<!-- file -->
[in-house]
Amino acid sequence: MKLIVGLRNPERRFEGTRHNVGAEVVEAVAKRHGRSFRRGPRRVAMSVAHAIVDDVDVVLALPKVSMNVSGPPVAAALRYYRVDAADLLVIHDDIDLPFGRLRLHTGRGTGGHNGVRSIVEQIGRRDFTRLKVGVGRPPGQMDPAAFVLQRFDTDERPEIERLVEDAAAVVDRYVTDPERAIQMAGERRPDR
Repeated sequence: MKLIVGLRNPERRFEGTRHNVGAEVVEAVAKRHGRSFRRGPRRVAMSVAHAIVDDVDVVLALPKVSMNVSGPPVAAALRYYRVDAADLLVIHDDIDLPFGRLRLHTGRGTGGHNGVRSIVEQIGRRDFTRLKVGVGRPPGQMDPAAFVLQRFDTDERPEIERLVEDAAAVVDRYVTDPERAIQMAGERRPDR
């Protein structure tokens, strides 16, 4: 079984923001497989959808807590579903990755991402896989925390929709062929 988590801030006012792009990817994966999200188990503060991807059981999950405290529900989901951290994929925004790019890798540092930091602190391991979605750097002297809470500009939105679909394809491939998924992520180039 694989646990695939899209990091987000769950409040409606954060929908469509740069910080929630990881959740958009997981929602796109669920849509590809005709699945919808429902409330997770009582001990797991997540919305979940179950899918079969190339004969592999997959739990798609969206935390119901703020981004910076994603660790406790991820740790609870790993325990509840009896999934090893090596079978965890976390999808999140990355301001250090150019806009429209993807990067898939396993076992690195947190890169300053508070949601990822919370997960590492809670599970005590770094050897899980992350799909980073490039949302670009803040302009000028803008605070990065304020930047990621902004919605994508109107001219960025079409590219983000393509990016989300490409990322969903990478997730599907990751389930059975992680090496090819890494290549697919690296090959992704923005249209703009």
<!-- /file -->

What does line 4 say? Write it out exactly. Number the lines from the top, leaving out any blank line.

């Protein structure tokens, strides 16, 4: 079984923001497989959808807590579903990755991402896989925390929709062929 988590801030006012792009990817994966999200188990503060991807059981999950405290529900989901951290994929925004790019890798540092930091602190391991979605750097002297809470500009939105679909394809491939998924992520180039 694989646990695939899209990091987000769950409040409606954060929908469509740069910080929630990881959740958009997981929602796109669920849509590809005709699945919808429902409330997770009582001990797991997540919305979940179950899918079969190339004969592999997959739990798609969206935390119901703020981004910076994603660790406790991820740790609870790993325990509840009896999934090893090596079978965890976390999808999140990355301001250090150019806009429209993807990067898939396993076992690195947190890169300053508070949601990822919370997960590492809670599970005590770094050897899980992350799909980073490039949302670009803040302009000028803008605070990065304020930047990621902004919605994508109107001219960025079409590219983000393509990016989300490409990322969903990478997730599907990751389930059975992680090496090819890494290549697919690296090959992704923005249209703009």